CFO Magazine November 1999
IN PRACTICE: Valuing a New Venture with Real
By Nalin Kulatilaka
Portlandia Ale, a hypothetical start-up microbrewery, needs $4 million to begin product development and manufacturing and another $12 million in two years for its market launch. The entrepreneurs are optimistic, despite considerable uncertainty about the value of the market opportunity.
Portlandia shows potential investors a traditional business plan. Each quarter for the first two years, $500,000 would be spent. Then $12 million would be spent in the first quarter of the third year to launch the product line. The business plan assumes the launch will lead to a sustainable business with a market value of $22 million. (The value of the sustainable business is calculated as M/S x Portlandia's sales, where M/S is the average market value to sales ratio for mature microbrewery companies.)
But the investors are put off by a discounted cash-flow analysis. Even under two optimistic assumptions--business conditions will support the sales forecast in the plan, and the launch will be made--the net present value of Portlandia after two years is negative $230,000, as demonstrated in Table 1.
Discounted cash-flow valuation of Portlandia Ale ($ millions)
The entrepreneurs can sway the investors with a real options analysis. Portlandia's strategy is more complex, and its valuation is higher, than is recognized by the business plan. The plan fails to include the valuable option held by the start-up: Portlandia need not undertake the market launch. The launch will be made only if business conditions are strong enough to make the launch profitable. By investing in the early-stage development, Portlandia is in effect purchasing an option to launch the product. However, the costly launch will be done only if market conditions in two years' time make it sufficiently attractive.
The launching option held by Portlandia is analogous to a call option on a stock. Hence, we can use the well-known Black-Scholes formula to value Portlandia's launch option. The formula requires only five inputs to produce a single output, the current value of the option. Table 2 draws the parallel between the inputs needed in valuing a call option on a stock and the launch option. (A note of caution: not all real options can be valued so easily. Many corporate options are more complex and require tailored mathematical formulas.)
Black-Scholes Inputs for Call Options and Launch Options
The current value of Portlandia's option to launch is $4.96 million. Its value comes from the upside potential. If two years from now business conditions are terrific, then there will be a very high payoff to the $12 million launch cost. If business conditions are poor, the product will not be launched and the $12 million won't be needed.
Portlandia now has a contingent strategy, one that depends on business conditions. Before the launch-decision date, Portlandia's total product-development cost will be $3.83 million in present value terms. The value of Portlandia with the launch option is $1.13 million ($4.96 million $3.83 million).
Next, let's more realistically characterize Portlandia's strategy by adding a set of additional options: the options to abandon the business at the end of each quarter. Suppose that at any time during the first two years, Portlandia could cease operations if business conditions soured to a level that the microbrewery could not see making the launch. The calculations at this point become a bit more complex, requiring specialized mathematical tools. The option to launch and the options to abandon are valued in an integrated manner, resulting in a $1.74 million valuation for Portlandia (see Table 3).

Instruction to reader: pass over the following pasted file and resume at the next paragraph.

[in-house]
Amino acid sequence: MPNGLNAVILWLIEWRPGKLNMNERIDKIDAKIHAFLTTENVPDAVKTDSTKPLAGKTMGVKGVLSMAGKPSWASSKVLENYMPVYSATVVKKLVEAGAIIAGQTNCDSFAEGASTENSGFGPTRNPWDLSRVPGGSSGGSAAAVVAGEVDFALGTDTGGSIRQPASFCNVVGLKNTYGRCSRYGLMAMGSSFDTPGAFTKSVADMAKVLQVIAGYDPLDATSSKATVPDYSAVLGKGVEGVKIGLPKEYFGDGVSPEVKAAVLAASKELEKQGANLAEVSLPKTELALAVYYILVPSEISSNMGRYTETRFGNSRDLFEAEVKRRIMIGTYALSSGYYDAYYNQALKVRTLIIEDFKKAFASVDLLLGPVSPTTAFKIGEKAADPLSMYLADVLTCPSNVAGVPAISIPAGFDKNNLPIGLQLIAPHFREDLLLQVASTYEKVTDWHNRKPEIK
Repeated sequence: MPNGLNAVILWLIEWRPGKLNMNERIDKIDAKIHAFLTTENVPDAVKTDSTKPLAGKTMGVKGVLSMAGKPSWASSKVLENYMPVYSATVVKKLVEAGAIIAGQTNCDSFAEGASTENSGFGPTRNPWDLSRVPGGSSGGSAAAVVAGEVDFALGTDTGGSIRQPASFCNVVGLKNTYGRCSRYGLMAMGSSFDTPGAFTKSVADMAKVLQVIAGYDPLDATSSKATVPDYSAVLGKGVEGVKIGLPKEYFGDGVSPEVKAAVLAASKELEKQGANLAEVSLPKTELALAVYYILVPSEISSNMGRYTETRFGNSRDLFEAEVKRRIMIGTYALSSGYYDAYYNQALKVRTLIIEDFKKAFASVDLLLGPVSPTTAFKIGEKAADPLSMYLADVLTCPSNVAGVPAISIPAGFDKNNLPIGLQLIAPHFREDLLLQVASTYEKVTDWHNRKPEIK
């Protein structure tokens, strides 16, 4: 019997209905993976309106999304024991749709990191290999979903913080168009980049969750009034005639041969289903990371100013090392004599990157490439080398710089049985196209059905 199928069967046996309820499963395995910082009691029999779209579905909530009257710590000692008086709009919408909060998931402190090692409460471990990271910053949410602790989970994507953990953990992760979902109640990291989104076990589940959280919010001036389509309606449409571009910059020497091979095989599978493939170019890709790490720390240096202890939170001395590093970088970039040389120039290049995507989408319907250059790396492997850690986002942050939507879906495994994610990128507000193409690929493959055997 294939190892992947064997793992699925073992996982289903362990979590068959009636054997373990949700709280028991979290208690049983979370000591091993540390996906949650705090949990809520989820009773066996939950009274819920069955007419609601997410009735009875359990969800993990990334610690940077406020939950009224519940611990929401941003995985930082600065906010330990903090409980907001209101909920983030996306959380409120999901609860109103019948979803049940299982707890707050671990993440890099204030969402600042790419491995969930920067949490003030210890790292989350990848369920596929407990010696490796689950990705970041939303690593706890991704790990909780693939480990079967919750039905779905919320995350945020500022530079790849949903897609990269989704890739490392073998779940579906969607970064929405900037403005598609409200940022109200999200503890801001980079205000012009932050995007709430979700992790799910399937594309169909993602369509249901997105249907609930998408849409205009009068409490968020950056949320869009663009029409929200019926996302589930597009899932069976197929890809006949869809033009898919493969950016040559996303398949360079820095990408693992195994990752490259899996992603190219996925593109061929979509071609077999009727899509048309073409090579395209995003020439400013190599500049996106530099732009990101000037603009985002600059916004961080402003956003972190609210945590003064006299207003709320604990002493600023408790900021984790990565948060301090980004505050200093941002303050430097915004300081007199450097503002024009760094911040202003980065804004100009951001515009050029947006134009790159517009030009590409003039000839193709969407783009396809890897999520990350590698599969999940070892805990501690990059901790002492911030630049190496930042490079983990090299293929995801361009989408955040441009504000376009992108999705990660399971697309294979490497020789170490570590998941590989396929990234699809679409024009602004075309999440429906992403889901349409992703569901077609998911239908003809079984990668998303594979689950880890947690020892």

Discounted cash-flow value versus real-options values
Where did the additional value come from? By assuming that Portlandia commits to completing the development process and going ahead with the launch, the DCF valuation ignored an important flexibility that the firm really had. In fact, a more realistic depiction of the investment process is one in which management will reassess business conditions at various intervals and make subsequent investments contingent on those reassessments. The real options analysis recognizes that these contingent decisions would in fact reduce the risk exposure of Portlandia Ale while retaining all the upside benefits.
Could we have used a decision tree analysis (DTA) to reach these conclusions? It appears at first glance that the real options method is very similar to DTA, which models possible future business outcomes and the reactions to those outcomes in a decision tree. However, the way in which future outcomes and their associated probabilities are modeled in DTA can be quite arbitrary and colored by analysts' opinions.
The subtle yet important difference in real options analysis is the market discipline it imposes. The analysis obtained its measure of the business risk from the prices of traded microbrewery stocks. The ability to replicate Portlandia's business risk with existing securities allowed us to value the business plan using real options.
- Nalin Kulatilaka is a professor of finance at Boston University School of Management. This article is based on Chapter 10 of Real Options: Managing Strategic Investment in an Uncertain World, by Martha Amram and Nalin Kulatilaka (Harvard Business School Press, 1999).